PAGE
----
Throughout lockdown and the period of the “new normal,” we have been able to explore new settings for art and for our ways of relating to each other. We have upended the boundaries between the public and the private, between the analogue and the virtual, between exhibitions and political statements. Reflecting on the crisis generated by the pandemic, writer, social educator and activist Amadeu Carbó explores the possibilities of new, increasingly democratized and democratizing spaces for culture and art.Continue reading From the New Normal to the New Reality
Aside from a major health crisis, Covid-19 has brought about a socio-economic and cultural shakeup that has raised questions about the viability of many projects and driven us to make decisions that are necessary to face the challenges of the future.
The ongoing barrage of online resources and contents has only precipitated an upcoming trend: the blurring of boundaries between domestic and public space. Co-workers and fellow students have slipped into our homes through our screens, and our options for entertainment and learning have expanded beyond their previous physical boundaries. Museums, art centres, auditoriums and theatres are no exception: even while they were closed, cultural venues opened up and revealed their inner workings. Now the challenge will be to offer a differential value between physical spaces and digital channels.Continue reading The Miró, Available to All
In the framework of the exhibition You Don’t Hear Me by Nalini Malani, recently nominated for the Global Fine Arts Award 2020, the Fundació Joan Miró wants to expand the thought and the social and political sensitivity of the artist to our current context.
The biographies that follow, adapted by the editor and writer Francisco Llorca, correspond to women or groups that, through their commitment or activism, have contributed to creating awareness in other people, communities or society.Continue reading If More Attention Were Paid to Female Thought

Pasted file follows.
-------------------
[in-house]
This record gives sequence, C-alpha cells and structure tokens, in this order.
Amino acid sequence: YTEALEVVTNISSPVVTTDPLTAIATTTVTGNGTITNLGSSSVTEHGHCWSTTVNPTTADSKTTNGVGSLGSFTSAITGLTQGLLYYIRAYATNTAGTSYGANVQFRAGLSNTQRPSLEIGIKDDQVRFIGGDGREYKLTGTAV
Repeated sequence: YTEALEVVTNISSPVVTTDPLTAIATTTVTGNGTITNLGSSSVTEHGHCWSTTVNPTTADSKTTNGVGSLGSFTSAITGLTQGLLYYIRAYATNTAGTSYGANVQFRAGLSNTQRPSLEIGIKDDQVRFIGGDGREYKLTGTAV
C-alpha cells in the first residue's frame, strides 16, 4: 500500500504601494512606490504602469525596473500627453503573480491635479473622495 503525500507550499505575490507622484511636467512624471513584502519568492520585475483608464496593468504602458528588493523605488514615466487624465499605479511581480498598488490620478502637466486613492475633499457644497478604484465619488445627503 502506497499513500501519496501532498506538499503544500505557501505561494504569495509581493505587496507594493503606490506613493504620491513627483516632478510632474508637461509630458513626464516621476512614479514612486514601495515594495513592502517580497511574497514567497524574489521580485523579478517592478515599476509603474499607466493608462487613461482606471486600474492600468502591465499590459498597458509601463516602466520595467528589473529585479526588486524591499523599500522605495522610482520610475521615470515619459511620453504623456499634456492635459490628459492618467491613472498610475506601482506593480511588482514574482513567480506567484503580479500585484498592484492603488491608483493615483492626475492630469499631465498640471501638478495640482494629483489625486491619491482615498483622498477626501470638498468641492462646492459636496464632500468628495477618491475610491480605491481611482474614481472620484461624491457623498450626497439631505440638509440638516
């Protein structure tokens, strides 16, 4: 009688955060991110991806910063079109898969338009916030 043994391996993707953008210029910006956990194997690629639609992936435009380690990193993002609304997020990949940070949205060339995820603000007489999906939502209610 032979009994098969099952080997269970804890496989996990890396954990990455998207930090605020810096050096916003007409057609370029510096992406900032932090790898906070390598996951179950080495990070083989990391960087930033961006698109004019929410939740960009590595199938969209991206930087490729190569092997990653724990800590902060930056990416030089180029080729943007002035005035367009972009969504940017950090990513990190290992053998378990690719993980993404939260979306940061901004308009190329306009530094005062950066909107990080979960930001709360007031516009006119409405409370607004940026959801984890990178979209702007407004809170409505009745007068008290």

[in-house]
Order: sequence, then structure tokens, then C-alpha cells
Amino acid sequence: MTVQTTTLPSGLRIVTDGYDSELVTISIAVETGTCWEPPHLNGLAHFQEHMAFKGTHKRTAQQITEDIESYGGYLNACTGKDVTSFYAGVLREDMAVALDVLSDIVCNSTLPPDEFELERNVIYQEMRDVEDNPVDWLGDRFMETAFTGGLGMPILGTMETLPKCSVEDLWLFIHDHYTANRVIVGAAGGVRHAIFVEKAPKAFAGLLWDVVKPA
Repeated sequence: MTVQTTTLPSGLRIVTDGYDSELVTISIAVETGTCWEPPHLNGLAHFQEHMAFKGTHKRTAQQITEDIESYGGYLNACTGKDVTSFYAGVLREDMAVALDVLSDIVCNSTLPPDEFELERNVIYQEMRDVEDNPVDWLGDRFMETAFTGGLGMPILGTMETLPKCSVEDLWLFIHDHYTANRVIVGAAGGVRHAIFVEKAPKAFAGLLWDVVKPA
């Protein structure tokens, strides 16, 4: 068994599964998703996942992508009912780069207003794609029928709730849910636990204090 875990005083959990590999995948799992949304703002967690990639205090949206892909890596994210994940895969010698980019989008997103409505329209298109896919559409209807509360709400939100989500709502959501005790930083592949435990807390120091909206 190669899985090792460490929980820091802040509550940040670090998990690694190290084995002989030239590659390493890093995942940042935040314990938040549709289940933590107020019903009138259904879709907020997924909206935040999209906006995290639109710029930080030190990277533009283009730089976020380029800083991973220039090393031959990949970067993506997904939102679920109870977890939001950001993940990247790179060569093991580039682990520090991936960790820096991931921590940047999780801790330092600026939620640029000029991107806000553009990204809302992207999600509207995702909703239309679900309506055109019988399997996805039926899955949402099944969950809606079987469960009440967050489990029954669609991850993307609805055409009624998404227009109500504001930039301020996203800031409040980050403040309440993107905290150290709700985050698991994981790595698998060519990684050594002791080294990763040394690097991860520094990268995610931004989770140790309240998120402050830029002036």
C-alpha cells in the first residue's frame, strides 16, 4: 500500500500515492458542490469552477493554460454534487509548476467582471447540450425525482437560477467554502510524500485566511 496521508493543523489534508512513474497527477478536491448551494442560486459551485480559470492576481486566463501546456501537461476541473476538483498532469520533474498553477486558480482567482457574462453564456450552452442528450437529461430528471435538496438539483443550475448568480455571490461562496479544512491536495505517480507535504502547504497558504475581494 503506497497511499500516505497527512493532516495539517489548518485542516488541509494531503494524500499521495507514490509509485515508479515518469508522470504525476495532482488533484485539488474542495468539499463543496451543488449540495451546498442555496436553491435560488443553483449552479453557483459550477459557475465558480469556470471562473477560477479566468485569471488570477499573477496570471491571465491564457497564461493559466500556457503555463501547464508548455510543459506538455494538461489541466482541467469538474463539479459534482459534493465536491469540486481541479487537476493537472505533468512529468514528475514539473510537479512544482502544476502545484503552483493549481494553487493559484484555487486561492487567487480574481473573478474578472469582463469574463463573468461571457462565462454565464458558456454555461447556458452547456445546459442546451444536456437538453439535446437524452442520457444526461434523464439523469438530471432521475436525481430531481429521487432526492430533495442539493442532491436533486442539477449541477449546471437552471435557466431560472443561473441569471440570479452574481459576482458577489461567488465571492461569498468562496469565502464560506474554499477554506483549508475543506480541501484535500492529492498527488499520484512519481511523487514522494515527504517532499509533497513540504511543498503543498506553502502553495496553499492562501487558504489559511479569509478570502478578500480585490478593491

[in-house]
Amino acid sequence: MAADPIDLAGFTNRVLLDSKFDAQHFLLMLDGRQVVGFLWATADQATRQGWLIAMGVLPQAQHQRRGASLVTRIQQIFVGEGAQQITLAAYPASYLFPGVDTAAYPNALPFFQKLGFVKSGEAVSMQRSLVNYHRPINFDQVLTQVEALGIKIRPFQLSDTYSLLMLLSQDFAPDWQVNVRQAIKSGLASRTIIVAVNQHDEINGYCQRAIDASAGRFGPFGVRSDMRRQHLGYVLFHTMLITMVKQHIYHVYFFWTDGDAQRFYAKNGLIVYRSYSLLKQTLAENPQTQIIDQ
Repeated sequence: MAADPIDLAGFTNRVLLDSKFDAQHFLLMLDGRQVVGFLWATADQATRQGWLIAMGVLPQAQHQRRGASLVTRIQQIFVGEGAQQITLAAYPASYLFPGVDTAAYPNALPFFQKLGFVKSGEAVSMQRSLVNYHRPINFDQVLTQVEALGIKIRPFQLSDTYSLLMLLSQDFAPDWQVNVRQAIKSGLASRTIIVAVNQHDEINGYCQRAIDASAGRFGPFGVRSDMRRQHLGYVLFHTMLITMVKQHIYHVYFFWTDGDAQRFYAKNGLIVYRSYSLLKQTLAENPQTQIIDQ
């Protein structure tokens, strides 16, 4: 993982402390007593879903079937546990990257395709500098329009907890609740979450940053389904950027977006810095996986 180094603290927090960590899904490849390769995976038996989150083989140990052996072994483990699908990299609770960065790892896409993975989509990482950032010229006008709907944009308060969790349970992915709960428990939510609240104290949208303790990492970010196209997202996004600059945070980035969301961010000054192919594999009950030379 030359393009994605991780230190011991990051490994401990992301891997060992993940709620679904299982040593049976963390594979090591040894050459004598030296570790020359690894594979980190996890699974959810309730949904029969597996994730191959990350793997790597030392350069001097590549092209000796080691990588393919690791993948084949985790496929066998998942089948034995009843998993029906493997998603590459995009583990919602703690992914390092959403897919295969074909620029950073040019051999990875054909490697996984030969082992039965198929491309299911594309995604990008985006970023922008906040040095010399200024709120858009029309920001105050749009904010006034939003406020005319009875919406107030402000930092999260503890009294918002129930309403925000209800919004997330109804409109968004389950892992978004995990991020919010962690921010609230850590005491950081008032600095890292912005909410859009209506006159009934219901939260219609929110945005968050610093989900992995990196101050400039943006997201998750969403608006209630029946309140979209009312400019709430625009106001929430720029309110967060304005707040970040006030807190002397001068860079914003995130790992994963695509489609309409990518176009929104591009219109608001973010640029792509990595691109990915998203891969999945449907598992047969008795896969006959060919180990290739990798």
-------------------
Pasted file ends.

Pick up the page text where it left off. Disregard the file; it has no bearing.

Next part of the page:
Joan Miró was committed to his times and his country, as he proved in his speech when he was awarded an honorary doctorate by the University of Barcelona on 2 October, 1979.
Miró spoke of a “human approach” which is innate to all artists, binding them to society with a sense of their responsibility as citizens and driving them to create with the aim of “serving all men”. As proof of this claim, Miró created numerous posters throughout his life, seeking to have his voice be that of a community. In the streets, his posters became public action and broke the boundaries of authorship to become expressions of social engagement.
Some of these posters, which synthesize causes and projects to which Miró was committed, now allow us to illustrate his speech from 1979. Both the posters and the speech have been sources of inspiration for the “What are your causes?” workshop organized by the Fundació Joan Miró as part of the Open City Thinking Biennale.Continue reading Civic responsibility of the artist
If when arriving at the Barcelona airport you look with surprise at the great mural by Miró; if when walking through the Eixample district you come across the grandeur of Woman and Bird and you think that Miró, inspired by Gaudí, has conspired to make you look at the sky; if when going down the Rambla self-absorbed you step on a mosaic that distracts you from your thoughts; if when going up to Montjuïc you see the silhouette of the Foundation and you feel that something balances and fits inside you; if all this happens to you, then perhaps the seed of Miró’s generosity is beginning to bear fruit.Continue reading From Miró to Barcelona / From Barcelona to Miró
For the last four years, Serafín Álvarez has been working with pupils following a baccalaureate course focusing on the arts to give them insights into contemporary art by introducing them to professional working processes and by encouraging critical thinking about artistic creation. This academic year, the pandemic has disrupted everything.Continue reading Orbiting in a Room
In the midst of uncertainty, myths allow us to delve into the incomprehensible, put time on hold, observe the world from a new perspective and, from that timelessness, try to give shape to the invisible. In this post, on the occasion of the Fundació Joan Miró’s reopening and the presentation of the Nalini Malani exhibition to the public, artist and storyteller Michael Gadish brings us to the concept of the myth via the Indian tradition. Gadish combines research on Sanskrit and Hebrew, mythology, religion, and art and, since 2015, has been organizing performances focused on the sacred writings of India.Continue reading The Language of the Invisible
There is a lot of talk these days about inclusion and social transformation –also, and increasingly so, in the art world. The Fundació Joan Miró, as part of the “la Caixa” Art for Change program, has offered the Ssssoundssss exhibition, the final outcome of a project produced in collaboration with artist Laura Llanelli and two occupational centres run by Asproseat, a wonderful opportunity to bring art to a real, diverse public. Núria Plasència, a psychologist with an MA in counselling who works at the La Marina and 1981 occupational centres run by Fundació Asproseat’s Day Services, gives us a first-hand account of that experience.Continue reading Art for everyone